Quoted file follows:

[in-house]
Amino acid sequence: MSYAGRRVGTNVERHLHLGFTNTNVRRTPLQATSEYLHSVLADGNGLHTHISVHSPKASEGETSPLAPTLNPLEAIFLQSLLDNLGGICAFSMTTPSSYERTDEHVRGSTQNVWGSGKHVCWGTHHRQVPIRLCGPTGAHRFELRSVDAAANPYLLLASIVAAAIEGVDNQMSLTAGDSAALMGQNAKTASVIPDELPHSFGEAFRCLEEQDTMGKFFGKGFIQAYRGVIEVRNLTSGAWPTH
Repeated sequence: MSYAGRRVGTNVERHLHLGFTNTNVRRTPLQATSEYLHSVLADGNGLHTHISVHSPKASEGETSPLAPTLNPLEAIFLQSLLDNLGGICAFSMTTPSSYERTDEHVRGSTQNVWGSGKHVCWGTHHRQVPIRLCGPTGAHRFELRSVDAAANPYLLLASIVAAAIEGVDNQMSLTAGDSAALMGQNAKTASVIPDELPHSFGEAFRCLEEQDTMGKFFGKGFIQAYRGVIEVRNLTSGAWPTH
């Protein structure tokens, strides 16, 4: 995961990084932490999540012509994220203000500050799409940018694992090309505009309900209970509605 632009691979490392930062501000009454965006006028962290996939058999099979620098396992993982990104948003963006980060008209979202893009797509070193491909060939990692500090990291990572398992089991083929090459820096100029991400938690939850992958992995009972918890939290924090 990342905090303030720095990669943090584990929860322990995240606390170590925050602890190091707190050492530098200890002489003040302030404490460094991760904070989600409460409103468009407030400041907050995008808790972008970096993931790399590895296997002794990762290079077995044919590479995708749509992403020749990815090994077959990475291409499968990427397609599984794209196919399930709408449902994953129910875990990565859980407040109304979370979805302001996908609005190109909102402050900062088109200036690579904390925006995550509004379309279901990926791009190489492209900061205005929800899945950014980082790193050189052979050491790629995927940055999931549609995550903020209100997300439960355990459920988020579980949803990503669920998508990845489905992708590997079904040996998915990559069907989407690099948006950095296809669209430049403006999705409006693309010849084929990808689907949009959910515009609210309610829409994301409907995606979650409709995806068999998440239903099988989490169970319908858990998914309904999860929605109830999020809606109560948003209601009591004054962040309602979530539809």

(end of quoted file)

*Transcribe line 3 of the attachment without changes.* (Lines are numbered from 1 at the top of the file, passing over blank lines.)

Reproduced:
Repeated sequence: MSYAGRRVGTNVERHLHLGFTNTNVRRTPLQATSEYLHSVLADGNGLHTHISVHSPKASEGETSPLAPTLNPLEAIFLQSLLDNLGGICAFSMTTPSSYERTDEHVRGSTQNVWGSGKHVCWGTHHRQVPIRLCGPTGAHRFELRSVDAAANPYLLLASIVAAAIEGVDNQMSLTAGDSAALMGQNAKTASVIPDELPHSFGEAFRCLEEQDTMGKFFGKGFIQAYRGVIEVRNLTSGAWPTH